National Enquirer boss and longtime Trump friend David Pecker gets federal immunity in Michael Cohen case (CNBC link): The chairman of the company that publishes the National Enquirer was granted immunity by federal prosecutors as part of an investigation into President Donald Trump's former personal lawyer, Michael Cohen, NBC News reported Thursday. The immunity deal was earlier reported by The Wall Street Journal and Vanity Fair.
Details of the agreement were not immediately known. But the Journal reported earlier Thursday that American Media Inc. Chairman David Pecker had given prosecutors details about the president's knowledge of payments Cohen made to women alleging affairs with Trump.
The immunity deal could hold significant consequences for Trump, as Pecker could have as much damaging information about the president as anyone in Trump's orbit. He and Pecker have been friends since the 1990s, and have appeared to remain so after Trump became president — the media mogul even visited the White House last year, according to The New York Times.
Trump has been a public advocate for Pecker, too. In 2013, he tweeted several times urging Time Magazine to hire Pecker as its top executive. "Nobody could bring [the magazine] back like David!" Trump wrote in one of the tweets.
Pecker was subpoenaed by federal investigators in April, as were his company and the Trump Organization. The Journal said the subpoenas were served at the same time the FBI raided Cohen's office and residences, seizing electronics, recordings and thousands of documents.
Though they only named Cohen explicitly, the Justice Department said Tuesday that the "chairman" of "a media company that owns, among other things, a popular tabloid magazine" put Cohen in touch with one of the women, who in October 2016 was paid $130,000 in exchange for her silence about the alleged affair.
That woman, porn star Stormy Daniels, is suing Trump and Cohen in California to void the hush-money agreement and speak freely about the alleged tryst.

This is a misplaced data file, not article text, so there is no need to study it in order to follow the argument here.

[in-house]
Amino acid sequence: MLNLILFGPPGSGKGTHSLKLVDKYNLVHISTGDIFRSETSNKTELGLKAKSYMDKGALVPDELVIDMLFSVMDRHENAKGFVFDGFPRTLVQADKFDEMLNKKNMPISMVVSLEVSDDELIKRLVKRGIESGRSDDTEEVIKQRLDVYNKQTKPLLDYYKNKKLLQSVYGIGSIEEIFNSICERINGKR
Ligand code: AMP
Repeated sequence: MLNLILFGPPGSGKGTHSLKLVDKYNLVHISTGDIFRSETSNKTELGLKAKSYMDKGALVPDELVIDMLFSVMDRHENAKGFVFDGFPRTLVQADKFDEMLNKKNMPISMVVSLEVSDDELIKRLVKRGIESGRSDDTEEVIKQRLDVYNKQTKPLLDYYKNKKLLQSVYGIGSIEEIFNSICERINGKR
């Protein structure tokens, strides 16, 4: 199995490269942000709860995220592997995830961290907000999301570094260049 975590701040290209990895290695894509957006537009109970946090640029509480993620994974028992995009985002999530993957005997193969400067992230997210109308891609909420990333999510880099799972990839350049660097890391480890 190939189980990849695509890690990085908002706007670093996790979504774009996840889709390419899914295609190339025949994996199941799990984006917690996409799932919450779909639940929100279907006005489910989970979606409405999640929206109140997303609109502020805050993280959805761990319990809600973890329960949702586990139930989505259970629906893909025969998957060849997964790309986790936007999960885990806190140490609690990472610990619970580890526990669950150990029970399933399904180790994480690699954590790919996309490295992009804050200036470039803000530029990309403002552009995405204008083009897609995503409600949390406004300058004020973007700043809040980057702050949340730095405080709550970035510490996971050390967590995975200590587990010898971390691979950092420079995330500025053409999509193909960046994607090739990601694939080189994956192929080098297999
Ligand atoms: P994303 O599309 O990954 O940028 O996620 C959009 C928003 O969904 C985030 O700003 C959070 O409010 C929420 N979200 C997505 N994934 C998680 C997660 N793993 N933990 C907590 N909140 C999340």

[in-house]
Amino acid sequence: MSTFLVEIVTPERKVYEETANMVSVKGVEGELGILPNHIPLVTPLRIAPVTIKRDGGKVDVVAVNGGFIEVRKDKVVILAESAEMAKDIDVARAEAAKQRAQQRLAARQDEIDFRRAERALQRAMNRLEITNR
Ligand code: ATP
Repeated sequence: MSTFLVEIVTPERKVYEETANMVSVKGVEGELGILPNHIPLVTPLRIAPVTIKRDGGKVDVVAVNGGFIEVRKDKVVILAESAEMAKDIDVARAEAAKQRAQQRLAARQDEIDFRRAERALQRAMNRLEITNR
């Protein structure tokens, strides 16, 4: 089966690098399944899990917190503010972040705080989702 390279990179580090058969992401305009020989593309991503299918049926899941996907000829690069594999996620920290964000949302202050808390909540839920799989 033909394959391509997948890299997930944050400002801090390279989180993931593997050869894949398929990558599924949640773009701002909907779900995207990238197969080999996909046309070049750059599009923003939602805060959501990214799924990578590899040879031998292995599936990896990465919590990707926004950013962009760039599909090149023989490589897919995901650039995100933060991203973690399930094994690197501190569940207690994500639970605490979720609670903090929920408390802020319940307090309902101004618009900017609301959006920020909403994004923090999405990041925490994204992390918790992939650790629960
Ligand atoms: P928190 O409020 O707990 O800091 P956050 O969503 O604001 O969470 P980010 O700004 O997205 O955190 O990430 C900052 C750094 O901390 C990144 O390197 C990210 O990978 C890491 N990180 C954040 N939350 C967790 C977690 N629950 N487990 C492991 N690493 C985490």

The safe also contained documents from other “catch-and-kill” stories about celebrities and was revealed on Thursday as the tabloid’s parent company, American Media Inc., has received immunity by federal prosecutors, according to a report by the Associated Press.
The safe was removed from its location when a story about Trump’s hush money payment to Playboy playmate Karen McDougal was published in the Wall Street Journal in 2016, the AP said.
It was unclear where the safe — which could contain embarrassing information about Trump and others — was taken.
Sources exposed the information to the AP days after Trump’s former lawyer Michael Cohen pleaded guilty to campaign finance violations.
One of the pleas alleged that Cohen, Trump, and the tabloid were involved in buying the silence of McDougal and porn actress Stormy Daniels, who alleged affairs with Trump.
The Wall Street Journal first reported Pecker’s cooperation on Wednesday night. (Pecker and Howard did not respond to multiple requests for comment. A spokesperson for the Southern District of New York declined to comment.)
Pecker’s apparent decision to corroborate Cohen’s account, and implicate Trump in a federal crime, is another vivid example of how isolated Trump is becoming as the walls close in and his former friends look for ways out.